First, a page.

Skip to content


Grammarflex logo

“Humour” vs. “Humor” (Which Spelling is Correct?)

Is it humour or humor?

Is it “humour” or “humor”?

Insofar as the noun and verb forms of humour/humor are spelled, which refers to “the quality in something that makes it funny; the ability to laugh at things that are funny”. The answer is straightforward, and it concerns regional spelling preferences:

  • British English spells “humour” (with the “u”).

  • American English spells “humor” (without “u”).

Note: UK English is predominant across most English speaking countries worldwide; except, of course, for the United States. By and large, Canada, Australia, New Zealand and a number of Caribbean countries conform to UK English spelling rules and conventions.

Other “-our”/”-or” words

Other words that share the “-our” / “-or” suffix and follow the same spelling convention:

UK EnglishUS English

Other forms of humour/humor

Other verb/noun forms also conform to the same spelling rules based on US/UK English:

Part of speechWord
adverbhumorously; humourlessly

Sentences with humour/humor as a noun

It was a story full of gentle humour/humor.

She ignored his feeble attempt at humour/humor.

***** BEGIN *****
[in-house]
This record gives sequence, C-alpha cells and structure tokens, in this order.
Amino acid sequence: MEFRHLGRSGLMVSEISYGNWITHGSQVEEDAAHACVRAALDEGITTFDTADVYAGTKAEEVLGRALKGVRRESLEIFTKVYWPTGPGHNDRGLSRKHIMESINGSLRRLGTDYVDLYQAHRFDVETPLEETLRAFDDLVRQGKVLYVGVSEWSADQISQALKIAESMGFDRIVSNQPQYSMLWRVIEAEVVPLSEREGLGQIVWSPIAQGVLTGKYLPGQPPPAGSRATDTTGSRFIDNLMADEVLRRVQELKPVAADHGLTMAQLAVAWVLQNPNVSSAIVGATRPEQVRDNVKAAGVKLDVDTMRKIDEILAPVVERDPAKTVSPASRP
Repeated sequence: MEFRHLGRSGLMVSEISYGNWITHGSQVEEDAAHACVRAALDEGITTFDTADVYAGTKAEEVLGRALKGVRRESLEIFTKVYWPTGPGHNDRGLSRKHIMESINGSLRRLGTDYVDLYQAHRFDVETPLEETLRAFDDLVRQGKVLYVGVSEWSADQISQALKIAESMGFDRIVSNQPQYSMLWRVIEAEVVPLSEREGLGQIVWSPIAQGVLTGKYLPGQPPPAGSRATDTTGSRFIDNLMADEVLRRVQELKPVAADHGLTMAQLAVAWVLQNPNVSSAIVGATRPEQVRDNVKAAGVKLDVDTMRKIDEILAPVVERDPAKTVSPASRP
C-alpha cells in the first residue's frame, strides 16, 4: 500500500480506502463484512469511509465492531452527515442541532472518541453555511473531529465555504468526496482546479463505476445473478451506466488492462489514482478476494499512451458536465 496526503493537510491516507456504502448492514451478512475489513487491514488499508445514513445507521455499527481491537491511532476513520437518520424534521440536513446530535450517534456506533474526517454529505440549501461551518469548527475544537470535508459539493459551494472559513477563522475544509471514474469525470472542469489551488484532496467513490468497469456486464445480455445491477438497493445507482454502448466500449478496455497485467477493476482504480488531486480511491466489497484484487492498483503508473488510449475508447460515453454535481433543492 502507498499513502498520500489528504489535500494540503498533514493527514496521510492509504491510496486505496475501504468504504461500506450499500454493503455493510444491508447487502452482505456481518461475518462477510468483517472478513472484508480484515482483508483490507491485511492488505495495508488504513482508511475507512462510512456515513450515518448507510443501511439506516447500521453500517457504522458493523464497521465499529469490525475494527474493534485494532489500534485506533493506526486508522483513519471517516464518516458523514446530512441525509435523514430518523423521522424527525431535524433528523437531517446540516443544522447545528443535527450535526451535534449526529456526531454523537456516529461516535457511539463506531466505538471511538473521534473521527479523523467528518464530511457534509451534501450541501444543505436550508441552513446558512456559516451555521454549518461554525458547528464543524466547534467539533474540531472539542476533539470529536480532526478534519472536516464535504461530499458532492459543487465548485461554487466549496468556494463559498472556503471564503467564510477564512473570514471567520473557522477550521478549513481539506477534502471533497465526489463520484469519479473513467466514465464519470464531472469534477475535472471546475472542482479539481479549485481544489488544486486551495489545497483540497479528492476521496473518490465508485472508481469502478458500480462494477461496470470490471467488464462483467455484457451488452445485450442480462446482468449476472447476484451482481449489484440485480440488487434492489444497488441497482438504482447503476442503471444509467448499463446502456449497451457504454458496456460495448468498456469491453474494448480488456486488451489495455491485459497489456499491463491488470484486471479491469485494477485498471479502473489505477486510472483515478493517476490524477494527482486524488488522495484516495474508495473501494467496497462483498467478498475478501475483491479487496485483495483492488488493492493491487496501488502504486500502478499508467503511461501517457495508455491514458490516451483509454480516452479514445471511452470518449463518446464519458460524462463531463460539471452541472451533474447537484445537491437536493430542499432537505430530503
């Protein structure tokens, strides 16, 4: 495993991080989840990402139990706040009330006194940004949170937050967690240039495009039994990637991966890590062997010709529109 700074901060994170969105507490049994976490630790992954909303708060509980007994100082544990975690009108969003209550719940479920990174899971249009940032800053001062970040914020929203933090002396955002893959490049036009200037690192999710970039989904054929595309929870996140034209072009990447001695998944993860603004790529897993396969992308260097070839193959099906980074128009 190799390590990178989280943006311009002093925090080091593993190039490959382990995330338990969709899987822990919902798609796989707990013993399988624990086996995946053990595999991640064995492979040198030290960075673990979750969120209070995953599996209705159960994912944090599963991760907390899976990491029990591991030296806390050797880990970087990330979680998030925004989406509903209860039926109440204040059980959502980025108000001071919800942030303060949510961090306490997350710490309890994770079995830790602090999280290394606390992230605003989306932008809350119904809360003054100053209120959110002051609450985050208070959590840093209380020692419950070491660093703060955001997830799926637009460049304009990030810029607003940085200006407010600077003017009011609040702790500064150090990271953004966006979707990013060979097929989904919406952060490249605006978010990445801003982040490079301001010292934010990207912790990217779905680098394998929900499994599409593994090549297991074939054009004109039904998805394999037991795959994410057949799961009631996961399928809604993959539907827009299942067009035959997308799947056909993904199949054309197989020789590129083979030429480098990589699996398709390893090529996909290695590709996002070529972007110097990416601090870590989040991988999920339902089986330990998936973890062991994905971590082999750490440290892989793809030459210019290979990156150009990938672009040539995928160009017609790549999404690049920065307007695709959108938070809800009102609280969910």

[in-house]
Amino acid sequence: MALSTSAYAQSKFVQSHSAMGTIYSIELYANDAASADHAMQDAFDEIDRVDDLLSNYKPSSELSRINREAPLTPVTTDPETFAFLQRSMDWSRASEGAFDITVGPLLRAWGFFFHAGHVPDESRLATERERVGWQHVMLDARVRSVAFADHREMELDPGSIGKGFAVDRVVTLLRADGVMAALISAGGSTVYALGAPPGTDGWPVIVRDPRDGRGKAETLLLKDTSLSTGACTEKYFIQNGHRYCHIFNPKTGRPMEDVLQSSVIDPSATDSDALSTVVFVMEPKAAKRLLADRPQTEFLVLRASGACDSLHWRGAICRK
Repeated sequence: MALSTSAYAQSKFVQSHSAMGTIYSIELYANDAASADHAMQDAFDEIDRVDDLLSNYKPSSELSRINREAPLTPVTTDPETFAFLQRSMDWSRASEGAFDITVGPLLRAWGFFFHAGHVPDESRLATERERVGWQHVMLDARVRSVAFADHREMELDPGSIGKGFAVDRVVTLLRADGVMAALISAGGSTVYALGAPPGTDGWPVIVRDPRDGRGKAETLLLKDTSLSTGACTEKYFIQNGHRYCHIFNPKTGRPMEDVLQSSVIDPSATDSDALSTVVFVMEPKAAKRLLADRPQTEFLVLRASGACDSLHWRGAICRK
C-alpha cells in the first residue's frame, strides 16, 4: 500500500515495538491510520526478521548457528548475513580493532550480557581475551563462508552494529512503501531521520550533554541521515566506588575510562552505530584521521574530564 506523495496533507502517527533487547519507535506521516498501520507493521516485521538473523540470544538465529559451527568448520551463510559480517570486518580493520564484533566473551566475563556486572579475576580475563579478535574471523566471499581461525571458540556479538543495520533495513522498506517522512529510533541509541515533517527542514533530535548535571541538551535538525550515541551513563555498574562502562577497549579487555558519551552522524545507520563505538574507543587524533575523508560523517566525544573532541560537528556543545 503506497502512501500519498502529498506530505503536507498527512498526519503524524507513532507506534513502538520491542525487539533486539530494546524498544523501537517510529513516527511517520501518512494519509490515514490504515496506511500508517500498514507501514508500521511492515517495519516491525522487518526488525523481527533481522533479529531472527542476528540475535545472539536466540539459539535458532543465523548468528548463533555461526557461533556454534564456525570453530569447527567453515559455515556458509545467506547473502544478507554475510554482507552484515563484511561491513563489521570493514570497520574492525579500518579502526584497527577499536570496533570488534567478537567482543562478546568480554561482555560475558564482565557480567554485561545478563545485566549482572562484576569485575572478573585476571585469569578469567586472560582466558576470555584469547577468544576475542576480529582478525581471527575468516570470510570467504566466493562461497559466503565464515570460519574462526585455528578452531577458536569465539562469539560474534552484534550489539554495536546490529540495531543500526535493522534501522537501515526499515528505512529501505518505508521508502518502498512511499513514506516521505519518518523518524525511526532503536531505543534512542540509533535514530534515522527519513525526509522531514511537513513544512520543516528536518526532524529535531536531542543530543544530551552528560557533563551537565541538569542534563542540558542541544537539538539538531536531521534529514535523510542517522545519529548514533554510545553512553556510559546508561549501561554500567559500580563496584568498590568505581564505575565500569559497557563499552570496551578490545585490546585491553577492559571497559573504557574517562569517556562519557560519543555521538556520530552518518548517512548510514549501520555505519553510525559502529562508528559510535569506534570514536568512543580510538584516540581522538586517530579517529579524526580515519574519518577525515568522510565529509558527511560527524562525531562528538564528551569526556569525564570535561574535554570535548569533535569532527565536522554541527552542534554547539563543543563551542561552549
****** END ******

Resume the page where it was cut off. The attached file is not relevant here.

They failed to see the humour/humor of the situation.

I can’t stand people with no sense of humour/humor.

She has her very own brand of humour/humor.

Sentences with humour/humor as a verb

She thought it best to humour/humor him rather than get into an argument.

She will actually sit and watch them with me, to humour/humor me.

I know you don’t agree, but just humour/humor me.

Synonyms of humour/humor

  • funniness
  • drollery
  • comedy
  • humorousness
  • hilariousness
  • drollness
  • amusement
  • comicality
  • irony

Phrases with humour/humor

  • good sense of humour
  • ill humour
  • gallows humour (jokes about unpleasant things like death)
  • aqueous humour (the clear liquid inside the front part of the eye)
  • vitreous humour (the clear substance inside the eye)

Origin of the word humor/humour

Etymonline on humour:

Mid-14c., “fluid or juice of an animal or plant,” from Old North French humour “liquid, dampness; (medical) humor; from Latin umor “body fluid”.

—Etymonline, humour.

Learn more about US English vs. UK English


  1. Harper, Douglas. “Etymology of humor.” Online Etymology Dictionary, Accessed 12 February, 2024.
  2. Oxford Learner’s Dictionary, Accessed on 12 February, 2024. “aqueous humour“.

Recent Posts

What are literary devices?

10 Common Literary Devices to Know

From ancient epics to modern novels, literary devices play a crucial role in captivating readers’ imaginations and conveying themes, emotions and ideas. In this comprehensive

Labeled or labelled?

Is the Correct Spelling Labeled or Labelled?

Labeled and labelled are different spellings of the same word and action meaning, “to fix a label on something or write information on something”. Labelled